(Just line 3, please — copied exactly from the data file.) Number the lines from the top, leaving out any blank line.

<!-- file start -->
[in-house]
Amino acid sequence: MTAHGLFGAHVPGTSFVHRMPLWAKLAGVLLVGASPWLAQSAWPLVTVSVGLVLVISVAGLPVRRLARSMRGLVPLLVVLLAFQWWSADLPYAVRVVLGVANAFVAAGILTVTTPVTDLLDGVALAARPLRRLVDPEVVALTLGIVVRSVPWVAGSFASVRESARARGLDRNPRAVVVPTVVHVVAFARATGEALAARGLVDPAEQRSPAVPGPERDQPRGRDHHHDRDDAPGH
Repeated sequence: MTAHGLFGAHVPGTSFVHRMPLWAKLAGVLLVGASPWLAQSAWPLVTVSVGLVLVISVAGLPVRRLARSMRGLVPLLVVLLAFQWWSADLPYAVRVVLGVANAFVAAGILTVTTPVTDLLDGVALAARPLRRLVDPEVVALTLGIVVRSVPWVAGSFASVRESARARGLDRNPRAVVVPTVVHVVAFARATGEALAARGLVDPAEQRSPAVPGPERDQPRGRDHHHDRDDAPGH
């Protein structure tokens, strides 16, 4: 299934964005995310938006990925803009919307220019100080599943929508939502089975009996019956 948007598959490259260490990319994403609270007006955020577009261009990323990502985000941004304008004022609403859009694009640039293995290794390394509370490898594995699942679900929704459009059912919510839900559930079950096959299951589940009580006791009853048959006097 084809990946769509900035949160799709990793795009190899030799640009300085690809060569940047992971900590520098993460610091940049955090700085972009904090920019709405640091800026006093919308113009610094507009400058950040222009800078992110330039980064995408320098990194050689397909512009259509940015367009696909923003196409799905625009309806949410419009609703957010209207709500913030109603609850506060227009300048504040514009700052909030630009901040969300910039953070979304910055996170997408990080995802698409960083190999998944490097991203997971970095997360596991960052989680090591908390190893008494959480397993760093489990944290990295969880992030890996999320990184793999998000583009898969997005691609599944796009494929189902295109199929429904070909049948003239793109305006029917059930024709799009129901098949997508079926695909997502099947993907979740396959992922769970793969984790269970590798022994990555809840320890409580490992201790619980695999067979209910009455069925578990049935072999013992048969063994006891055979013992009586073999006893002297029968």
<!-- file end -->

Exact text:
Repeated sequence: MTAHGLFGAHVPGTSFVHRMPLWAKLAGVLLVGASPWLAQSAWPLVTVSVGLVLVISVAGLPVRRLARSMRGLVPLLVVLLAFQWWSADLPYAVRVVLGVANAFVAAGILTVTTPVTDLLDGVALAARPLRRLVDPEVVALTLGIVVRSVPWVAGSFASVRESARARGLDRNPRAVVVPTVVHVVAFARATGEALAARGLVDPAEQRSPAVPGPERDQPRGRDHHHDRDDAPGH